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Last Updated: Tuesday, 16 October 2007, 16:11 GMT 17:11 UK
Man has rape conviction quashed
A 64-year-old man from West Sussex who served almost seven years in prison for sex crimes he did not commit has had his convictions formally quashed.

David Carrington-Jones, from Burgess Hill, had been found guilty of rape and indecent assault against two sisters.

He was released from a 10-year jail sentence in August.

At the Appeal Court on Tuesday, it was ruled fresh evidence which had emerged since his trial in 2000 showed his convictions were "demonstrably unsafe".

His case had been referred to the Court of Appeal by the Criminal Cases Review Commission (CCRC), an independent body which investigates possible miscarriages of justice.

Rape is a repulsive crime. It requires substantial punishment
Sir Igor Judge

Mr Carrington-Jones had asked the CCRC to review his case after it emerged that one of the girls, now 23, who was referred to as KJ, had been served with a caution for wasting police time by making a false allegation of sexual abuse against her step-father.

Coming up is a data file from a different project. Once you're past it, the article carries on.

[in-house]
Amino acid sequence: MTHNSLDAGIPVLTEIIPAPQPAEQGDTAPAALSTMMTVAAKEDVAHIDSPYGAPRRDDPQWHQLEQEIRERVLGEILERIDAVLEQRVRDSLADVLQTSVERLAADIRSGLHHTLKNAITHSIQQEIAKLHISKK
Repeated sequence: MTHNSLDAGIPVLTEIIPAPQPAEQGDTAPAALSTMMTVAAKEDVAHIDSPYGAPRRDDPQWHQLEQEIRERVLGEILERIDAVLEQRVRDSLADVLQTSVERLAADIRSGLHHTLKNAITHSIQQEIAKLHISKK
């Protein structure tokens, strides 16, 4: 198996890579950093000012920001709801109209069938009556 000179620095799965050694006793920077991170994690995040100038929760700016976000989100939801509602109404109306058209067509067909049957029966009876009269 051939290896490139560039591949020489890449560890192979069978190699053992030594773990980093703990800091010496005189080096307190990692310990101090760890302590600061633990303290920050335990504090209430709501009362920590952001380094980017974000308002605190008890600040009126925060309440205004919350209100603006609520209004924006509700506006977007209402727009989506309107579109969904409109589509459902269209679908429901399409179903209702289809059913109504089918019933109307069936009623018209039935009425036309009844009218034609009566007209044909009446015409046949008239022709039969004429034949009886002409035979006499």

In June, the woman also made a complaint of rape against a former boyfriend, which she later admitted had been a false allegation.

Sir Igor Judge, sitting with Mr Justice Pitchford and Sir Richard Curtis at the court in London, said her sister, LJ, had denied lying about any of the allegations about Mr Carrington-Jones.

Sir Igor added: "It is also clear... that she only made the allegations she made after she was aware of the allegations made by KJ."

He ruled: "In our judgment the evidence that we now have would have had a direct impact, not only on the jury's judgment of the allegations made by KJ, but also those made by LJ."

'Dreadful consequences'

Quashing the convictions, Sir Igor, described it as a "profoundly troublesome case".

"Rape is a repulsive crime. It requires substantial punishment," he said.

"No one doubts that the victims of rape should be treated with every possible consideration by the criminal justice system."

He said a false allegation could not only have "dreadful consequences for the innocent man", but it had "an insidious effect on confidence in the truth of genuine complaints of rape".

Speaking after the ruling, Mr Carrington-Jones, who had always denied the offences, said he was very relieved that his ordeal was now over.

"But my heart goes out to other men and women who have been put inside because of false allegations they just can't challenge."

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